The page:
During our time in the Coast, we visited both Cape Coast castle and Elmina castle. These castles were the castles used to store slaves before they were exported to South America, North America and the Caribbean between starting in the 15th century. The slave trade continued for nearly 300 years, only ending in the mid-1800s, around 1853. It is estimated that nearly 10 million African slaves were exported through these castles: one of the largest human migration in history. That being said, we took two extensive tours of the castles; more specifically, we toured the dungeons and cells where the humans were contained: beaten, raped, starved and tortured for months to years at a time. I can’t describe in words what if felt like to be there, the dungeons were rancid. They reeked of 300 years worth of decaying flesh, bones, feces, vomit, menstrual blood and urine. In fact, samples of the dirt in the cells have been taken and have shown to contain traces of such. Most dungeons had no windows; a few had some peepholes. However, the colonizers were Christians. In one castle, there was a church that was set directly above a torture chamber. After the tours, it was hard to understand how the British, Dutch, Portuguese and even Africans legitimized the slave trade. But the slave trade was part of the broader economy; utilized human labor in order to increase crop production so that the economy was able to produce more goods and more wealth. But I cannot help but to ask myself: what is the price of a human life? There is a Ghanaian proverb that states: the human body is more beautiful than gold.
Yesterday, we packed and drove out to the Kakum National Forest, the newest and the most popular national rainforest in Ghana. Clearly, this is because they have a famous canopy walk that contains seven bridges that are 60 meters from the ground, nearly half a mile off the ground. You can see photos of our experience of the walk above. It was beautiful.
Today is the Independence Day. Ghana is celebrating 53 years of independence since Kwame Nkrumah declared indepdendence from the British colony, making Ghana the very first free and independent nation in Africa. Ghana is founded on two principles: freedom and justice. They use the black star to represent justice, freedom and the unity of black Africa. In addition, Ghana’s flag, three stripes of yellow, green and red signifies yellow for gold, green for agriculture and red for blood shed in the name of social justice. Because of the holiday, we’ll be starting out first day of work on Tuesday. Tomorrow we’ll be exploring our office location within the city. I am excited to get started on projects and to be furthering my research on grassroots resistance to water privatization.
Wednesday, March 3, 2010
Since my last post I have done a bit of extensive traveling and exploring. Last week, we took a trip to the Volta Region in Northeastern Ghana to visit the Wli Falls. It’s a large waterfall located in the middle of a mountain. It is water that is sourced from a natural spring on the top of the mountain and falls down into this very small pool of water.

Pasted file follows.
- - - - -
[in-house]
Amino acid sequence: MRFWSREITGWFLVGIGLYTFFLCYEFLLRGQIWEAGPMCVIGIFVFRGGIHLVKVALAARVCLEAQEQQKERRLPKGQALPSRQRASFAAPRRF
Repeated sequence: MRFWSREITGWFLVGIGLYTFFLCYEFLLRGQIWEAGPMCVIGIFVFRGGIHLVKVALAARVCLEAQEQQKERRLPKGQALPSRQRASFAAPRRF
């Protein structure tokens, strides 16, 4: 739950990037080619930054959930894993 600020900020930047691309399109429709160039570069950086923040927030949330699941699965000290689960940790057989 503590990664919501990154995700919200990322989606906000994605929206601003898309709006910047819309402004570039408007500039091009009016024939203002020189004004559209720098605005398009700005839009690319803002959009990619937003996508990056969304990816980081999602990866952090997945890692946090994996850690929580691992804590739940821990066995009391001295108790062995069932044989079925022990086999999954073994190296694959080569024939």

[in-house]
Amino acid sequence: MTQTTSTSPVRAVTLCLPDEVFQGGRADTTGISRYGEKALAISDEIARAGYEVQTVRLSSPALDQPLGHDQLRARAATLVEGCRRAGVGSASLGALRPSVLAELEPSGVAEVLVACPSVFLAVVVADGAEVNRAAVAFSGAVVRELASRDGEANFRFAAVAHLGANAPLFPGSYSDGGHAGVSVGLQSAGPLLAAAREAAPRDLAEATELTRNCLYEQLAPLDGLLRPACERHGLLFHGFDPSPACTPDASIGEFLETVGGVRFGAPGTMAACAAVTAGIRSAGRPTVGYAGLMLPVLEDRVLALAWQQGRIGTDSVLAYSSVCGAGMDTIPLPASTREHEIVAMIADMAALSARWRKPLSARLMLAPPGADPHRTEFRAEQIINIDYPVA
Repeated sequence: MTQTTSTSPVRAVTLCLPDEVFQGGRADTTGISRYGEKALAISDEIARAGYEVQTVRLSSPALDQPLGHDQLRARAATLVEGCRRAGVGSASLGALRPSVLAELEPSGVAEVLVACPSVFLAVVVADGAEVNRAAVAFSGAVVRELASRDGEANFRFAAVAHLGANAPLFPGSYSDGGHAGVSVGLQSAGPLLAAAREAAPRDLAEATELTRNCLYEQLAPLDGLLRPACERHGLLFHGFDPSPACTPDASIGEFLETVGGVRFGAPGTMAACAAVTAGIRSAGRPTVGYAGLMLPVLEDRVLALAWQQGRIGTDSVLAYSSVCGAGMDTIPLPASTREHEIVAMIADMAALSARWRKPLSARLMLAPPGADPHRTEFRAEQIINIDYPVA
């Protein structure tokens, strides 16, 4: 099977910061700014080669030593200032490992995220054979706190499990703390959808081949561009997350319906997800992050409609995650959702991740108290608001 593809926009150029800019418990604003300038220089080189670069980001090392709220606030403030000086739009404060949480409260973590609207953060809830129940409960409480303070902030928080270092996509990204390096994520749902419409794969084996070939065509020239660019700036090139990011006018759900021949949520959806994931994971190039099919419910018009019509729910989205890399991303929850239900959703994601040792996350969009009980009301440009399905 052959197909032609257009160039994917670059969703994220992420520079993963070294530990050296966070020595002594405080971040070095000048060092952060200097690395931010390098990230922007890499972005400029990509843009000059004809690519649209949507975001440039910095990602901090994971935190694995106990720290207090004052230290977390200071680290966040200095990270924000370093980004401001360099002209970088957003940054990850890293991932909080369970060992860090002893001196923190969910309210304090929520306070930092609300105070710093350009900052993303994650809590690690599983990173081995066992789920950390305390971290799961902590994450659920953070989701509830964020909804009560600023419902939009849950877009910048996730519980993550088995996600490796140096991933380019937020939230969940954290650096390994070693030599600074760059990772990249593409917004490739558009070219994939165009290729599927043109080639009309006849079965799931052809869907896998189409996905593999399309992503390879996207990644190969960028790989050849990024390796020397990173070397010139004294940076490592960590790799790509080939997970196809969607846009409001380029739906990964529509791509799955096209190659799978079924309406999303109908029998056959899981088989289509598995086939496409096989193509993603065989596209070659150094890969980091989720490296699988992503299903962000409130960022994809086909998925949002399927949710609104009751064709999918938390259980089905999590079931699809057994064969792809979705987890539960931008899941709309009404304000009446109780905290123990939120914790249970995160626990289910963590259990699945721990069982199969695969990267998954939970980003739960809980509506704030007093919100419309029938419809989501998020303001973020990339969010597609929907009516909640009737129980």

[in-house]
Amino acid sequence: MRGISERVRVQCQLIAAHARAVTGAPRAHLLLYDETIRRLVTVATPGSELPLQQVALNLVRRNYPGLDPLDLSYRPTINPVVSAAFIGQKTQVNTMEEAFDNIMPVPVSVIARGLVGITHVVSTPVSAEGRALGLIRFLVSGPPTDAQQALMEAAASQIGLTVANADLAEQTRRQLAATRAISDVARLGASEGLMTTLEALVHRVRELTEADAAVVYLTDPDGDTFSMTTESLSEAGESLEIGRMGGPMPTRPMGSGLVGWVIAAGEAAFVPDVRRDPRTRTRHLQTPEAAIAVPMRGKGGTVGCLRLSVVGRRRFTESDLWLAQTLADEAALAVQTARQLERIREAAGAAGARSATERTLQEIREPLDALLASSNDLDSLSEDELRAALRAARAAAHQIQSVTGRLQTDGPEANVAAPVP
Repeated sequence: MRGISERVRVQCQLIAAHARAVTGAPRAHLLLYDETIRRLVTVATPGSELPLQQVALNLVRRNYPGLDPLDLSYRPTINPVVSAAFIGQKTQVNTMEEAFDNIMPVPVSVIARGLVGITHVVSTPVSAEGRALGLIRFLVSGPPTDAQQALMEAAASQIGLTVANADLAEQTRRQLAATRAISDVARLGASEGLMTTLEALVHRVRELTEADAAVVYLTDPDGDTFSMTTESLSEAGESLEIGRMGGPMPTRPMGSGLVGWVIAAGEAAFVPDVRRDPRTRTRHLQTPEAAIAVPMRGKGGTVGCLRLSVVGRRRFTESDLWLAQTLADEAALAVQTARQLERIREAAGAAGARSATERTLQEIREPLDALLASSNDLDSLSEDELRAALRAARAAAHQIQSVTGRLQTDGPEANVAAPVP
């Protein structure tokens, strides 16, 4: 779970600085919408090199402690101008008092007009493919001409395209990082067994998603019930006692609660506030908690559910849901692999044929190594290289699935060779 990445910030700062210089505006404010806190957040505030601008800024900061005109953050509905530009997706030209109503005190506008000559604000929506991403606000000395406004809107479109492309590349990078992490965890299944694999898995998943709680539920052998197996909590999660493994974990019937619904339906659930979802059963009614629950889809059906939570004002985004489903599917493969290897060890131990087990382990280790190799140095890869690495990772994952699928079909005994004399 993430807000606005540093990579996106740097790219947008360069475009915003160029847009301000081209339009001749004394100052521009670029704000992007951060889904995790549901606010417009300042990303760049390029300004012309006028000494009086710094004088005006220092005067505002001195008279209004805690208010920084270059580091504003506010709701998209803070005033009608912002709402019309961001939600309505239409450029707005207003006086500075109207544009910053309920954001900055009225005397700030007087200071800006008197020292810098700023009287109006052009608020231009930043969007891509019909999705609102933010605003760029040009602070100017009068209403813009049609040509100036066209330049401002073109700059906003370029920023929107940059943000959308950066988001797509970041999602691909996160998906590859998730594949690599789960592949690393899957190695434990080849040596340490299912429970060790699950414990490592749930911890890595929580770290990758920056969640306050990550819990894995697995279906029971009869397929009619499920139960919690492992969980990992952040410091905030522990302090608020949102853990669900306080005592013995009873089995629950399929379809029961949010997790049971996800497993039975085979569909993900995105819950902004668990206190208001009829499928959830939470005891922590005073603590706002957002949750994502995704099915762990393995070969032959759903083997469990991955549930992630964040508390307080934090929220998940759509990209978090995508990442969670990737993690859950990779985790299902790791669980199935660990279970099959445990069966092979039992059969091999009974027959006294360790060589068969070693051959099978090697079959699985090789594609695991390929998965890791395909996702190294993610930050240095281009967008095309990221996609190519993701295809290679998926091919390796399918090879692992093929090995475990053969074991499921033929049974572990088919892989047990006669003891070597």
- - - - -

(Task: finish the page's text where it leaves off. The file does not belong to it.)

We stayed at a lodge at the foot of the falls. A German couple, Sabina and Bernard, had been hiking up the falls owned it; they loved it so much they decided to retire there. They have opened a lodge that supports the local economy by attracting tourist from around West Africa and Western Europe. In addition, they employ locals from the Volta Region and buy fruit, vegetables and other foodstuffs from the local community farmers and producers. Sabina and Bernard also have a garden of their own on the property. There are also locally made products such as wood carvings, jewelry, skirts, shirts, quilts, hats, etc. It was very clean and felt like home.
The next day we hiked through the forest to the lower falls; we saw pineapples, experienced palm wine from the palm tree, and crossed nine bridges before we arrived at the falls. There, we were able to swim in the pool below the falls and then swim IN the waterfall! It was great. It was a nice break from the noisy, polluted and smelly city center.
We had a day off and spent the day next to the pool, drinking lagers and writing e-mails to friends. The sun was so hot; I burned in about twenty minutes. But it was nice to spend time next to the water. That night, we had a welcoming ceremony. A dance group
Then, we headed out for Kumasi, north of Accra. It takes about four hours buy bus. We visited the Kente weaving village and bargained for Kente cloths. We also toured the King’s palace and the history of the Asante tribe, hit up the cultural center and then tackled the great Kumasi Central Market, the largest and most complex market in all of West Africa. It is a very complex market to properly describe because the market is on such a massive scale. There are frequent fires because the mix of goods, electricity and sheet temperatures are so humongous. There is a picture above.
Please let me know if you want me to expand more. I am working to secure an internet connection at the hostel.
Miss and love y'all so very much!